for National Geographic News
The model could explain some characteristics of Mars and Mercury that have long puzzled scientists, said Brad Hansen, an astronomer at the University of California, Los Angeles.
"In this picture, Mars and Mercury are essentially byproducts" of Earth and Venus, said Hansen, who presented his research at a recent meeting of the American Astronomical Society in Long Beach, California.
Scientists generally agree that Earth and the other rocky planets in the solar system formed from a wispy disk of gas and dust that ringed the infant sun some 4.5 billion years ago.
(Related: "Planet-Forming Disk Spotted Around Dead Star" [April 5, 2006].)
Over time, the microscopic dust particles coalesced into pebble-size clumps. The pebbles became boulders that became mountain-size "planetesimals," which merged into full-fledged planets.
In computer simulations of this process, scientists typically assume that the initial dust particles were distributed evenly in a disk around the sun.
"While this is a logical first guess, there are some problems," said Andrew Youdin, a planetary modeler at the Canadian Institute for Theoretical Astrophysics (CITA) who was not involved in the research.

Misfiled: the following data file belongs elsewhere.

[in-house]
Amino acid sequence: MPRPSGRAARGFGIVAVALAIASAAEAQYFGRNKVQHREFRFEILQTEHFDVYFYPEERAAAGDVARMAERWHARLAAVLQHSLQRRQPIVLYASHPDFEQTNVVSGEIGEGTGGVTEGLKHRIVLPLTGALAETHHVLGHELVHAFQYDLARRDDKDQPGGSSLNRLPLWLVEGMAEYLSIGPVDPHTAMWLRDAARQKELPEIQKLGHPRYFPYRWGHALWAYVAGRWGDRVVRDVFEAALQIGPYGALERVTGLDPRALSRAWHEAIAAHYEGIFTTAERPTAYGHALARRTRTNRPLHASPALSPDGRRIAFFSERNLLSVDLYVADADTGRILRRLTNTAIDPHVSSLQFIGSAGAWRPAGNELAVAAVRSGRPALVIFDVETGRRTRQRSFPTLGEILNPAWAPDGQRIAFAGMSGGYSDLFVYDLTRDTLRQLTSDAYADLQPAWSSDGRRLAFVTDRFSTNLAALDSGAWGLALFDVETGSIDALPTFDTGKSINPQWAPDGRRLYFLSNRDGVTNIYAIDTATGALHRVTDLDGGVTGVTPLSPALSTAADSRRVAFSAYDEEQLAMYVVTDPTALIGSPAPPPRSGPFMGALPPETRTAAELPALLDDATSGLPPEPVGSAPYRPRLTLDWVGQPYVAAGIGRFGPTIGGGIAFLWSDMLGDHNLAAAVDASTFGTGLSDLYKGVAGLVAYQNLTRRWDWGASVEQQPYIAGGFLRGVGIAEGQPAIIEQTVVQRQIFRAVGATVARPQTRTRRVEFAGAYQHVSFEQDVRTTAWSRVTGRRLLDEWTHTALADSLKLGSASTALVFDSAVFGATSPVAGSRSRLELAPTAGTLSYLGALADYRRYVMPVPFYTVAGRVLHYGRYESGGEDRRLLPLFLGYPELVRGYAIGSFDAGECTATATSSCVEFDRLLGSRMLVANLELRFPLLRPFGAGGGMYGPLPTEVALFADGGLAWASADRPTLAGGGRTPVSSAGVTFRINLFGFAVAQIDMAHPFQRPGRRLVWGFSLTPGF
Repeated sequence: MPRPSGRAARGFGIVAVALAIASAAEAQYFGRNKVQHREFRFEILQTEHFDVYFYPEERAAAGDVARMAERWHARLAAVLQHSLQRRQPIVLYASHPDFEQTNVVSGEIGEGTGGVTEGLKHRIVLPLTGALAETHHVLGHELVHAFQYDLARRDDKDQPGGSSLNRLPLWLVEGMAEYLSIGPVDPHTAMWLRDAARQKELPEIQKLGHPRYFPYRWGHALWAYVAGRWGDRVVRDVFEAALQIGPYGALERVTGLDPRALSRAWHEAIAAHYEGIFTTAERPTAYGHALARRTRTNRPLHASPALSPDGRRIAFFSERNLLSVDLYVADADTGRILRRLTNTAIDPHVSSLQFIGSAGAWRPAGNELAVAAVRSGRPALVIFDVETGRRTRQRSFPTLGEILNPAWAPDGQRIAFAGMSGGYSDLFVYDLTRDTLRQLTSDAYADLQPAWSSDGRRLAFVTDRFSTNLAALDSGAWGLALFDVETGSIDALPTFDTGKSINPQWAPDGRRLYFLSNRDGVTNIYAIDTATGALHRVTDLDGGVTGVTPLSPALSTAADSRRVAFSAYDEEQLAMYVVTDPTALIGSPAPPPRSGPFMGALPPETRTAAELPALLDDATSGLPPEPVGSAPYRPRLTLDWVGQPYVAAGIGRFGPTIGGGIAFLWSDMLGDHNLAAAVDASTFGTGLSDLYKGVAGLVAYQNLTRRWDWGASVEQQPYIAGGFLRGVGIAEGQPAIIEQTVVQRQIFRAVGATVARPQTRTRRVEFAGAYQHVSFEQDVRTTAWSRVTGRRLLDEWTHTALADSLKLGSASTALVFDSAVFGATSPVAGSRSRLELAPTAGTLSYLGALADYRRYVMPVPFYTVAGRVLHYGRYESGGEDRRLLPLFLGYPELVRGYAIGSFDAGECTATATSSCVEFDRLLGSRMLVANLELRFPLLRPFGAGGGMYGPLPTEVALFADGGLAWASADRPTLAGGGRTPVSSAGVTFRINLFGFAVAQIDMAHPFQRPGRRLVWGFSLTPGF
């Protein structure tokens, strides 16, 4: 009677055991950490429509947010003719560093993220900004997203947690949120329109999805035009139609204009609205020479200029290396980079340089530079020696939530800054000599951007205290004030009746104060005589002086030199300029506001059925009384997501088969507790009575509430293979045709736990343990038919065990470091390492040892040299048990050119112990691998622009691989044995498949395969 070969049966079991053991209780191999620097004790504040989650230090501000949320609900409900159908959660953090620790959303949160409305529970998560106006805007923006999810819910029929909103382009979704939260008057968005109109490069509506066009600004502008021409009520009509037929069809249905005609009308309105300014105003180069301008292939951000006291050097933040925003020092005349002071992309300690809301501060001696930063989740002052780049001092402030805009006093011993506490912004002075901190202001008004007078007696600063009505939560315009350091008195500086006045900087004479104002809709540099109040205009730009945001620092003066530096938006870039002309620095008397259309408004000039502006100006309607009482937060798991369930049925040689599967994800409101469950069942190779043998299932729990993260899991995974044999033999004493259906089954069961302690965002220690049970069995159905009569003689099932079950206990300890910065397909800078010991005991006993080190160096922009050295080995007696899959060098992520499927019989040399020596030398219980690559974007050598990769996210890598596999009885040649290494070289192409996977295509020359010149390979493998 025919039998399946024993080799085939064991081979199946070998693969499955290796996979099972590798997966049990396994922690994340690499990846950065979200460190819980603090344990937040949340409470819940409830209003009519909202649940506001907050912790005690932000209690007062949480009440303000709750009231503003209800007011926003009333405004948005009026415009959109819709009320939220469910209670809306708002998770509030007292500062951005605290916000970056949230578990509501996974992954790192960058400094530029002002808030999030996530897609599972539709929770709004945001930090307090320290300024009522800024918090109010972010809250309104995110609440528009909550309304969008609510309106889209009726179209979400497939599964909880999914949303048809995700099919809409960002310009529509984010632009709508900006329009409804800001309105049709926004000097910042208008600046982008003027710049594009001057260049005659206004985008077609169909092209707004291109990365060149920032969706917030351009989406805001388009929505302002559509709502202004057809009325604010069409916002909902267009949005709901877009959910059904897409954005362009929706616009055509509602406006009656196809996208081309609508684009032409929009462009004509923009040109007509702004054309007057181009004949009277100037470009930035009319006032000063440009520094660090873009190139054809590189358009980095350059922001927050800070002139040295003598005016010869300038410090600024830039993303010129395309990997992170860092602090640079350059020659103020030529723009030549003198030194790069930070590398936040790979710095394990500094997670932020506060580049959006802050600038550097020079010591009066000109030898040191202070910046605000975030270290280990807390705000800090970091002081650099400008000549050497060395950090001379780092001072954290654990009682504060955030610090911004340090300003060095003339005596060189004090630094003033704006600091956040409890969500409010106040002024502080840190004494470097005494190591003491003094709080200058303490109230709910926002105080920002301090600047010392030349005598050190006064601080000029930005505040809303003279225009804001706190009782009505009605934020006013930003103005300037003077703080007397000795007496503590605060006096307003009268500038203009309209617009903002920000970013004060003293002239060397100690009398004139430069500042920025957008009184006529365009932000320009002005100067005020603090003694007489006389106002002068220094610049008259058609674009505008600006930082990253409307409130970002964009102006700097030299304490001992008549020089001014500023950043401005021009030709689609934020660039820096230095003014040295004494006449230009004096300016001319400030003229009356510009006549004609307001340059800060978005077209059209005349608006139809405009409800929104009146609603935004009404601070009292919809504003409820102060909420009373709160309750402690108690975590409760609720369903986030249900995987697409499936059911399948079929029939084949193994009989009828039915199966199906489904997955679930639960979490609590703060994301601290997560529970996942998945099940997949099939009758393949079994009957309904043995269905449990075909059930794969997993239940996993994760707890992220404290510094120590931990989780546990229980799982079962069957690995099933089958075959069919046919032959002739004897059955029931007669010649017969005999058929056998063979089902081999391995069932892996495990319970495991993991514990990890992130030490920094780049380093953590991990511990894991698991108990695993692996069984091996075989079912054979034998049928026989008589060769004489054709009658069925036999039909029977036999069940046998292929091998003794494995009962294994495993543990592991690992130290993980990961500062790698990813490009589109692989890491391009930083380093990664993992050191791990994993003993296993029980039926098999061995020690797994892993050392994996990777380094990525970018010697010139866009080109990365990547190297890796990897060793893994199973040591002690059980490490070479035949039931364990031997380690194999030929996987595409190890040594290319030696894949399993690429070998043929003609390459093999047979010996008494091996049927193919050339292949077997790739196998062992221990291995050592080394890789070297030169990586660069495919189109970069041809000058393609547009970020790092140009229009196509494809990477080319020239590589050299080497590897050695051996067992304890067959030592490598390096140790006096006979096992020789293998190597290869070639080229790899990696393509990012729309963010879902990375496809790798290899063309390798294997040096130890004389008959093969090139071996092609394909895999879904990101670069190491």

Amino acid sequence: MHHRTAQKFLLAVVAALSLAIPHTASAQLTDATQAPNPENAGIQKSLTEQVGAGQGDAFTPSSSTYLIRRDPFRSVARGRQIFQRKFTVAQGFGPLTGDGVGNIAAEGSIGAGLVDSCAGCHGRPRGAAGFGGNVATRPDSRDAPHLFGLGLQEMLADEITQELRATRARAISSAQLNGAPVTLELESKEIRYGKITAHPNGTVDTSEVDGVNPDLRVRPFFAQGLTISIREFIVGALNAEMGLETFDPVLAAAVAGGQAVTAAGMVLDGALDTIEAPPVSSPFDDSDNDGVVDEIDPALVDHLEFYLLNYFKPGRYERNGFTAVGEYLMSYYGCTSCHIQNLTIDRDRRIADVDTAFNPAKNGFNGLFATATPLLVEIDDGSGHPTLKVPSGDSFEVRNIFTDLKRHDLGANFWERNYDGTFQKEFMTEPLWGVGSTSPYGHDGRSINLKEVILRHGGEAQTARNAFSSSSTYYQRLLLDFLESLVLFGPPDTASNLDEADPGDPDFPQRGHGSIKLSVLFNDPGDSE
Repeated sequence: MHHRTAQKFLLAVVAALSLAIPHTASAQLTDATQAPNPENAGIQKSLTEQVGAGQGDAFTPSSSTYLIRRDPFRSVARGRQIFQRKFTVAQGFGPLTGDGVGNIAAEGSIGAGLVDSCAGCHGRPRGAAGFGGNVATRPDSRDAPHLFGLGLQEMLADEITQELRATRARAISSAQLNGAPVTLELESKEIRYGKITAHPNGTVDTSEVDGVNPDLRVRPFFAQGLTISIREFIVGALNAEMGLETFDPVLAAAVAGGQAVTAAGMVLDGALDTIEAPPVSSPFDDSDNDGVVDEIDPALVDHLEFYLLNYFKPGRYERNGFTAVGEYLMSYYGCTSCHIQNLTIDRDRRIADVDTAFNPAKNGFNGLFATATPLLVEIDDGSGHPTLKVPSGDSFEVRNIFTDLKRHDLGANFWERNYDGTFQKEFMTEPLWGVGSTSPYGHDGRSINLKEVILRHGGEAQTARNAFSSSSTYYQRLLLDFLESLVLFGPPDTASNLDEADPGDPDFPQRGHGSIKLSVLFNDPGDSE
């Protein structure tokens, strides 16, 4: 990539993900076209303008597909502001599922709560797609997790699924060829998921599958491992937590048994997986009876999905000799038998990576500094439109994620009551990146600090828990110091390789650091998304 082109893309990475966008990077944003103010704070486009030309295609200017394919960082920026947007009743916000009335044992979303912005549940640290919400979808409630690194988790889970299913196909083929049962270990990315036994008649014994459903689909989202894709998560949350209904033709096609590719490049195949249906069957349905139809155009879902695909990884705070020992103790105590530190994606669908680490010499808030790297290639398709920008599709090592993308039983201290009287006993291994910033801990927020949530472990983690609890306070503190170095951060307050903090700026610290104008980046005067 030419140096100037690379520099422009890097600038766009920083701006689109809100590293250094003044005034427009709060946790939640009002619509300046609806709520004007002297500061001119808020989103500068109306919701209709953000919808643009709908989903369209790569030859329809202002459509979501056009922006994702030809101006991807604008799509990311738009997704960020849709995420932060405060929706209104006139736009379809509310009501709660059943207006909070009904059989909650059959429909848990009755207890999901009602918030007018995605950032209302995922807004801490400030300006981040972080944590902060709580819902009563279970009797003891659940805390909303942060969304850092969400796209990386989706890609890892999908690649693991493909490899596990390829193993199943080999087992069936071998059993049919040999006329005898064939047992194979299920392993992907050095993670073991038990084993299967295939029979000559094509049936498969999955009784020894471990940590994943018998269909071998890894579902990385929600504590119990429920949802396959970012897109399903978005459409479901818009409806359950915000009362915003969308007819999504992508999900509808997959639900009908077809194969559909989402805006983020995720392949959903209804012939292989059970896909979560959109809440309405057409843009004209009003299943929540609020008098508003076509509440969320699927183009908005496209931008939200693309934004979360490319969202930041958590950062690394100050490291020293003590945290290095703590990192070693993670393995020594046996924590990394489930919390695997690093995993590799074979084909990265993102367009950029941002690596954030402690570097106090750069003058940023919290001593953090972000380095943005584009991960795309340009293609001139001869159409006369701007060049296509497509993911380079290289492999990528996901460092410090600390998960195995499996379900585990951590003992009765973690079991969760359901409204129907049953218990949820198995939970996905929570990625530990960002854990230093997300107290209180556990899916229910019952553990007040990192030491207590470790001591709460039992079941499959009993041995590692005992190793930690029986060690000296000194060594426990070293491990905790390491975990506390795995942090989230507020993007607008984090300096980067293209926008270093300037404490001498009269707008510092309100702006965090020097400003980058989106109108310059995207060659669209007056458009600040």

If the rocky planets formed from a homogenous debris disk, they should all be roughly the same size and orbit the sun in similar circular orbits, Youdin explained.
In reality, however, Venus and Earth are much more massive than Mercury and Mars, and the orbits of the latter two planets are more elliptical, or eccentric, than expected.
"The traditional explanation is that this is luck—or more scientifically, 'chaos'—with Jupiter's proximity to Mars perhaps playing a role," Youdin said, referring to the large gravitational pull of a planet as big as Jupiter.
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